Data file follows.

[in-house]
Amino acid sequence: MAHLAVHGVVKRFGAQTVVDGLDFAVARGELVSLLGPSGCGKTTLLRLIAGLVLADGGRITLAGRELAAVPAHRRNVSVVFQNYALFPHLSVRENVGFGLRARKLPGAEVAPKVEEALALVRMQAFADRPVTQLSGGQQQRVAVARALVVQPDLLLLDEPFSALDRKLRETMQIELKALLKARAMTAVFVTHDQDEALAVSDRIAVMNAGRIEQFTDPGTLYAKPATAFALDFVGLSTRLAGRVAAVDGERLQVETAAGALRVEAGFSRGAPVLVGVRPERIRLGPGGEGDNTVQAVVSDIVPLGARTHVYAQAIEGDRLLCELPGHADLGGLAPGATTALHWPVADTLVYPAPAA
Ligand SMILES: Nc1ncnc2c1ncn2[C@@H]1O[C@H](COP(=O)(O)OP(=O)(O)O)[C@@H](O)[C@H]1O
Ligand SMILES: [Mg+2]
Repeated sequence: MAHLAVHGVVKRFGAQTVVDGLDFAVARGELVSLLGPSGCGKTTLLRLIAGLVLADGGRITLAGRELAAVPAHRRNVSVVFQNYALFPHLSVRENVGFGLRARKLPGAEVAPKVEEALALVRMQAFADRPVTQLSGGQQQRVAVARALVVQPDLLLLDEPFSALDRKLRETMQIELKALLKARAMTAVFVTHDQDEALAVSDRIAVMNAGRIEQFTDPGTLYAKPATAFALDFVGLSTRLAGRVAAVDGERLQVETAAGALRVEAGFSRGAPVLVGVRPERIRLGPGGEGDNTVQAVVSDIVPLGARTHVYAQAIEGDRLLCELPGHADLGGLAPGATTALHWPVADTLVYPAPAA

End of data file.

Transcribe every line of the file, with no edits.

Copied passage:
[in-house]
Amino acid sequence: MAHLAVHGVVKRFGAQTVVDGLDFAVARGELVSLLGPSGCGKTTLLRLIAGLVLADGGRITLAGRELAAVPAHRRNVSVVFQNYALFPHLSVRENVGFGLRARKLPGAEVAPKVEEALALVRMQAFADRPVTQLSGGQQQRVAVARALVVQPDLLLLDEPFSALDRKLRETMQIELKALLKARAMTAVFVTHDQDEALAVSDRIAVMNAGRIEQFTDPGTLYAKPATAFALDFVGLSTRLAGRVAAVDGERLQVETAAGALRVEAGFSRGAPVLVGVRPERIRLGPGGEGDNTVQAVVSDIVPLGARTHVYAQAIEGDRLLCELPGHADLGGLAPGATTALHWPVADTLVYPAPAA
Ligand SMILES: Nc1ncnc2c1ncn2[C@@H]1O[C@H](COP(=O)(O)OP(=O)(O)O)[C@@H](O)[C@H]1O
Ligand SMILES: [Mg+2]
Repeated sequence: MAHLAVHGVVKRFGAQTVVDGLDFAVARGELVSLLGPSGCGKTTLLRLIAGLVLADGGRITLAGRELAAVPAHRRNVSVVFQNYALFPHLSVRENVGFGLRARKLPGAEVAPKVEEALALVRMQAFADRPVTQLSGGQQQRVAVARALVVQPDLLLLDEPFSALDRKLRETMQIELKALLKARAMTAVFVTHDQDEALAVSDRIAVMNAGRIEQFTDPGTLYAKPATAFALDFVGLSTRLAGRVAAVDGERLQVETAAGALRVEAGFSRGAPVLVGVRPERIRLGPGGEGDNTVQAVVSDIVPLGARTHVYAQAIEGDRLLCELPGHADLGGLAPGATTALHWPVADTLVYPAPAA